Penn State Altoona professor part of $2M grant for origami design
Wednesday, August 22, 2012 - 490 hits
ALTOONA — Rebecca Strzelec, professor of visual arts at Penn State Altoona, is 1 of 5 co-primary investigators for a grant from the National Science Foundation that has positive implications for the medical field, aircraft, robots, and space structures. The research objective of this Emerging Frontiers in Research and Innovation (EFRI) Origami Design for the Integration of Self-Assembling Systems for Engineering Innovation (ODISSEI) award is to develop methods to design origami structures that actively fold from an initially flat sheet to complex three-dimensional shapes in response to multiple fields (e.g., electric, thermal, magnetic). They will also actively unfold, in contrast to current origami structures that must be manually unfolded. These multi-field responsive origami shapes will be developed through collaboration with a visual artist (Strzelec) and approximated and modeled using geometric modeling and origami mathematics.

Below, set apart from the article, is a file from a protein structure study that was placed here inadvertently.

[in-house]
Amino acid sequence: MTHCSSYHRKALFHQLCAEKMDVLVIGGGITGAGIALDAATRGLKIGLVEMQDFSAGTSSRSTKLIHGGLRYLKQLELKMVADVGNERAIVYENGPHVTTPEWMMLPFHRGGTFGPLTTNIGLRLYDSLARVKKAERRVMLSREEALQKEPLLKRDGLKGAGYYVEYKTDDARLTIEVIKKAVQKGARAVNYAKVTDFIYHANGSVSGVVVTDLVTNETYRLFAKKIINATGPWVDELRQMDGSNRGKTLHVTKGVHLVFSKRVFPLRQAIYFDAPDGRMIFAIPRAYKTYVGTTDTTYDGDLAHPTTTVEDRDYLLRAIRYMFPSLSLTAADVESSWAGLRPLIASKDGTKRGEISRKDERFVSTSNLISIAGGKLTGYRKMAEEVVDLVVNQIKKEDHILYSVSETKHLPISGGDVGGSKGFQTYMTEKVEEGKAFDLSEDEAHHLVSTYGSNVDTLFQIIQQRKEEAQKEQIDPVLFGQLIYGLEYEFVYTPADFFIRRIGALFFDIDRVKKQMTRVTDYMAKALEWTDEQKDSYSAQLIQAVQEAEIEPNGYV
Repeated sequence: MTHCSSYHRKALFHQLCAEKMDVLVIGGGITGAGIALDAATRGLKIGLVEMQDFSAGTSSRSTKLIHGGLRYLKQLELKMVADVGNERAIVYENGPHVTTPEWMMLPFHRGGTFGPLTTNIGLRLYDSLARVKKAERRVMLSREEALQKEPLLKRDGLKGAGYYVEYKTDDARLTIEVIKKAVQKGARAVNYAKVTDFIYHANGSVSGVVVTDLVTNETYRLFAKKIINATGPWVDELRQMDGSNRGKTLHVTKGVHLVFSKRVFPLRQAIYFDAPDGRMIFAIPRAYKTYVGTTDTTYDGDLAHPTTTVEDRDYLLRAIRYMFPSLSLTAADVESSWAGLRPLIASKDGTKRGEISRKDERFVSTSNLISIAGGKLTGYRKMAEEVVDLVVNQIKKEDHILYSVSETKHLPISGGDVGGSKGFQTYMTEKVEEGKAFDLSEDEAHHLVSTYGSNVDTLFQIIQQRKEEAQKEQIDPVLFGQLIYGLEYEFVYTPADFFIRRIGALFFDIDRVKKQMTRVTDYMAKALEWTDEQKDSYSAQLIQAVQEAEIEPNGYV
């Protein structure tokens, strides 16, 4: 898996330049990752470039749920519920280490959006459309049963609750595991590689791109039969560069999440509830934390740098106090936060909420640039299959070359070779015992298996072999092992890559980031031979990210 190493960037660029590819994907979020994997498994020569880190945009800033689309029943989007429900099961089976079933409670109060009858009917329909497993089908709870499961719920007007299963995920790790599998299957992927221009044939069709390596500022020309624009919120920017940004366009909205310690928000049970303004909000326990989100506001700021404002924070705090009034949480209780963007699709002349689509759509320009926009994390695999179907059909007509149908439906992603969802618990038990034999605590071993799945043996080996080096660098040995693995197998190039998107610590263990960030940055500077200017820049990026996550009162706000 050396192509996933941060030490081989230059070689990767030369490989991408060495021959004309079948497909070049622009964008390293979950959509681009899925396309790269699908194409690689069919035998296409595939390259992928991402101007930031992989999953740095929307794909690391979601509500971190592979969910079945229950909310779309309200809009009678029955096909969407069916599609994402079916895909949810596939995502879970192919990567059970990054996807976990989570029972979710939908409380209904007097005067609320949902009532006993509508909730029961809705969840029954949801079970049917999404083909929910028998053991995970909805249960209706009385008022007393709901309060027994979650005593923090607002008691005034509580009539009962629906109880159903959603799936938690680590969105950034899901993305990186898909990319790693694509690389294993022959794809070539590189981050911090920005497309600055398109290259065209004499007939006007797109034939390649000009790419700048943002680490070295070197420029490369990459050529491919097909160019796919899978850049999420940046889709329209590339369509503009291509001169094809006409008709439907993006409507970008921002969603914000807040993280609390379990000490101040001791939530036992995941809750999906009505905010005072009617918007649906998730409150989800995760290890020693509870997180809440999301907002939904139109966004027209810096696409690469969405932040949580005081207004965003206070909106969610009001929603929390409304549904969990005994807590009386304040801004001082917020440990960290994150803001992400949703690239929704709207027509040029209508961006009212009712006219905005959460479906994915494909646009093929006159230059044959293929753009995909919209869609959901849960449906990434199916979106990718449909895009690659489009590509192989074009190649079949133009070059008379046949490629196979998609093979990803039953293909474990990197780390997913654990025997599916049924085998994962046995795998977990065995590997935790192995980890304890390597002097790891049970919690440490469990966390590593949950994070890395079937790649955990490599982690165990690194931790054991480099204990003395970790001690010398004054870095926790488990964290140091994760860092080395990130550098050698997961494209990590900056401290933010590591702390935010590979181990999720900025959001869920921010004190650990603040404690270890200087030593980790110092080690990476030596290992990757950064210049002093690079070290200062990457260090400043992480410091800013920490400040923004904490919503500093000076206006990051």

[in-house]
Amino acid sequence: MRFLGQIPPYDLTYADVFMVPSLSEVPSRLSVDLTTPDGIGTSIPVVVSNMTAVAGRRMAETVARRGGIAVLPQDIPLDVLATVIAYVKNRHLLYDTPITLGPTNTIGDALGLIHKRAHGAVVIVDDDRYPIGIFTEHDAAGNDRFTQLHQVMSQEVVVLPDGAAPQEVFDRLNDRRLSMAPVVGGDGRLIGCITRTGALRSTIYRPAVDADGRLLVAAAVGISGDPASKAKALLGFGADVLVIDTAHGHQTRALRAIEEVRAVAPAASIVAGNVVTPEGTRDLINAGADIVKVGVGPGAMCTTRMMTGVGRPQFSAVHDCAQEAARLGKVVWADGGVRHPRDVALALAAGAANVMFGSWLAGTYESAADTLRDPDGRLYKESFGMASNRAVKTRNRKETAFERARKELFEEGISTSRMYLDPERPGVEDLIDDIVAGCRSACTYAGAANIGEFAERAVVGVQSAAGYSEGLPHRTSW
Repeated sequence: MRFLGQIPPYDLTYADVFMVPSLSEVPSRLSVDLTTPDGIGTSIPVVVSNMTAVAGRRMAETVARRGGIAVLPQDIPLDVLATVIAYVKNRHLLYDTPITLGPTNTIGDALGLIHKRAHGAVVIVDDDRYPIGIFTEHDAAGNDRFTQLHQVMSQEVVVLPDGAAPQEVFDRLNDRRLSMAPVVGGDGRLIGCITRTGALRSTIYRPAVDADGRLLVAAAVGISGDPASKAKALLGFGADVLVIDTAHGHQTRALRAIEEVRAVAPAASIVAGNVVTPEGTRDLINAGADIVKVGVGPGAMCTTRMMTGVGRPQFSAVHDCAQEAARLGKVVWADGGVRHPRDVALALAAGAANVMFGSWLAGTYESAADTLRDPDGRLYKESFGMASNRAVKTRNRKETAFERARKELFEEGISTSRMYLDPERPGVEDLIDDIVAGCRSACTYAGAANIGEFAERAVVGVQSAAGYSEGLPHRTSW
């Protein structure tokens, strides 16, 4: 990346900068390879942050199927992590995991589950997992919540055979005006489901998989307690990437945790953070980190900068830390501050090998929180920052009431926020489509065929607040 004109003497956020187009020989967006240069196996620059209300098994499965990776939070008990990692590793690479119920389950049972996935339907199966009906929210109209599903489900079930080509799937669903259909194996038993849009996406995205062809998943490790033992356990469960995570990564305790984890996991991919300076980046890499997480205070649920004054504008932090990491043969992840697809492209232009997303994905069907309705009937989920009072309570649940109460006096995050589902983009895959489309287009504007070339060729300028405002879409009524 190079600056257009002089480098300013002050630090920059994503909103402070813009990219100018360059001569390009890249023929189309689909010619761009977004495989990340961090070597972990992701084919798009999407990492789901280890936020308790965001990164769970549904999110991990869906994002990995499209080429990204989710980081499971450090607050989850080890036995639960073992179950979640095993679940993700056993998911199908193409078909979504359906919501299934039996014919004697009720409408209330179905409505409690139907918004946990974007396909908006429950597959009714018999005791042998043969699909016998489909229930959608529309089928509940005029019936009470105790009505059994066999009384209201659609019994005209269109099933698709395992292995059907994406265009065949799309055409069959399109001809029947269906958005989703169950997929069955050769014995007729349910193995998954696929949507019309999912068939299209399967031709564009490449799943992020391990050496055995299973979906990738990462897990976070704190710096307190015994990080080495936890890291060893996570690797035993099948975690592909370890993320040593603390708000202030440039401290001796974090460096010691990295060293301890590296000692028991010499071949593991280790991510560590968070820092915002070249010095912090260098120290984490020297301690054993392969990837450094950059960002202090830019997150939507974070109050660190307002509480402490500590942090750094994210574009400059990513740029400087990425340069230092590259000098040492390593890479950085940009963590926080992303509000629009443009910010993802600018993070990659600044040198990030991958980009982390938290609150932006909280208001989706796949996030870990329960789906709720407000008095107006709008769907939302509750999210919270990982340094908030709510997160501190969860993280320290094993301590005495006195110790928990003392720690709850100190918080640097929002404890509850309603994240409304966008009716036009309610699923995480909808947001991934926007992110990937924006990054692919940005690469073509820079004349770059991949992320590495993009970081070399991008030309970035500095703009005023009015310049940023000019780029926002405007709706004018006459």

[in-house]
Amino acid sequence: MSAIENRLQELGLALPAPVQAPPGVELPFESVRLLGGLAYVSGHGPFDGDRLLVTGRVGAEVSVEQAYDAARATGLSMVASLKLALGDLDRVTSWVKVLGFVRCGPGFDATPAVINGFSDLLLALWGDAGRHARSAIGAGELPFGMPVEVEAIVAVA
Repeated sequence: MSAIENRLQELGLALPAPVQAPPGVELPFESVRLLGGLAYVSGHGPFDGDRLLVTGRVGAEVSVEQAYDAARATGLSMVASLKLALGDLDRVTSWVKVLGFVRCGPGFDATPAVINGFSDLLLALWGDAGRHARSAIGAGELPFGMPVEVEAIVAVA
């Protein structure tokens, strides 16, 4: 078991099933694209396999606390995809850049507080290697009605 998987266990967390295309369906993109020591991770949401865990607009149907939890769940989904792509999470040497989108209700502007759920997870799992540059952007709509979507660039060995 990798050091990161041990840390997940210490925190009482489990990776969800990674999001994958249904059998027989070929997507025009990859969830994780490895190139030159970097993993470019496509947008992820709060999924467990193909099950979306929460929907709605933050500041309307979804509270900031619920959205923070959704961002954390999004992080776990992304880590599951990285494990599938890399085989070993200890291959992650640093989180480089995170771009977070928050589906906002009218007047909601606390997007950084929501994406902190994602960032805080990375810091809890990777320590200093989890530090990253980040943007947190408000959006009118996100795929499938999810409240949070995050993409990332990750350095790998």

Strzelec's role is to use artistic problem solving to help find the most successful shapes to use in origami math-based systems. She will also lead the outreach efforts in collaboration with the Palmer Museum of Art and the Discovery Center, both in State College. Each summer for four years Strzelec will facilitate workshops at each venue for children based on the research in the grant.
Successful completion of this project will foster novel concepts and design innovation in several application areas. For example, origami-based surgical instruments will benefit minimally invasive surgery, where there is a need for mm-scale devices that can deploy inside the body to manipulate tissue. Similarly, origami-based adaptive aircraft structures, reconfigurable robots, and deployable space structures will help enhance mission versatility. The research will also be leveraged to create interactive artistic pieces and K-12-targeted workshops for the Discovery Space Museum in State College, PA, and Penn State's Palmer Museum of Art.